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The award-winning news site of Cosumnes River College

The Connection

The award-winning news site of Cosumnes River College

The Connection

Record-breaking student voter turnout passes Measure A extension

The extension of Measure A passes by approximately 80% with a record-breaking student voter turnout, keeping the contract between Sacramento Regional Transit and the Los Rios Community College District in effect until the end of 2028. The Universal Transit Pass program gives LRCC students access to SacRT buses and light rails 24 hours a day, 7 days a week, according to a Los Rios news release.

Approximately 80% of students who cast their vote in the special election on Oct. 10 and Oct. 11 voted in favor of passing Measure A with a record-breaking voter turnout, according to a Los Rios news release on Thursday.

Measure A extends the Universal Transit Program between the Los Rios Community College District and Sacramento Regional Transit through the end of 2028 while lowering the maximum fee to $36 for students and will be finalized by the Los Rios Board of Trustees during their meeting in November.

The program currently offers the transit pass at a minimum of $3 per unit and a maximum of $45 for students enrolled in 15 units or more. LRCC students can ride any bus or light rail 24 hours a day, seven days a week, according to the news release.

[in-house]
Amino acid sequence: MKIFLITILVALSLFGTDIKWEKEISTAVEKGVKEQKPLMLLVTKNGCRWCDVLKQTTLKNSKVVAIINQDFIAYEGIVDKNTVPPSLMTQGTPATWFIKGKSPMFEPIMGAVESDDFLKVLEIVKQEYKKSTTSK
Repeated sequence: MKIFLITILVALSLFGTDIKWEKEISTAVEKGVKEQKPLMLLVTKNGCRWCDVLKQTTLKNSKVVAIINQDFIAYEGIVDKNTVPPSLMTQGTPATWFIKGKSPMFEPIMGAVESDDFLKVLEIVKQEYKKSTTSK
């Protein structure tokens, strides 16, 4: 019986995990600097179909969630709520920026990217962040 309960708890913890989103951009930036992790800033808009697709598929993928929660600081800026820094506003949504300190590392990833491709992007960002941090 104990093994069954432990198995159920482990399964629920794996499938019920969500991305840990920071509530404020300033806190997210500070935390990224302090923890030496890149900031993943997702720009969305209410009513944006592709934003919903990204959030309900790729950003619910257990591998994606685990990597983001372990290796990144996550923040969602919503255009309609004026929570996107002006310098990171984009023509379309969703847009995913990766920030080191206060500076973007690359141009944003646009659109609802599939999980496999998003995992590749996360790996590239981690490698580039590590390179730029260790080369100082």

“Student government spent many hours out there tabling and flyering and they made announcements in class,” said Supervisor of Student Life and Leadership Center and Advisor of Associated Students of CRC Oscar Mendoza Plascencia.

Mendoza Plascencia said the Student Senate handed out 20 dozen doughnuts and seven carafes of coffee to students, encouraging them to vote on the measure.

“We have an awesome faculty. They really made an effort to spread the word,” Mendoza Plascencia said.

Vice Commissioner of Clubs and Events Board Mohaimen Abualturshi said he used to be one of those students taking advantage of the UTP resource.

“It’s important for everyone actually because you never know when your car might break down and you have to take the bus,” Abualturshi said.

Out of 2,169 total student voters, 1,756 voted in favor of the measure, according to the news release.
Mason Rold, 18, an English major, said he didn’t vote on the measure, but thinks it’s really cool that CRC gets input from students on these measures because it gets students involved and builds the community.

“A lot of people can’t afford transportation or just get cars and stuff,” Rold said. “It’s not convenient for some people, so I think it’s very nice for those who want to go to college, but they’re not able to access those sort of things.”

Twenty-year-old graphic design major Jirah Lopez said she voted on the measure, and while she doesn’t use the transit pass, her friends frequently use the pass outside of campus for things like work and appointments.

Lopez said it was beneficial for Los Rios to have students vote on the measure.

“I think it’s a good idea because it’s something that mainly impacts the students, because they’re the primary users of it. So, it’s good to have them decide whether or not they want to continue paying for it,” Lopez said.

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About the Contributor
Seth Henderson
Seth Henderson, Editor in Chief
Seth Henderson is the Editor-in-Chief for The Connection. He decided to join the Connection because he wants to become a reporter and broadcaster, hoping to work in Las Vegas for the Raiders and the NFL. He was grew up in the Bay Area and is passionate about journalism, music and sports.

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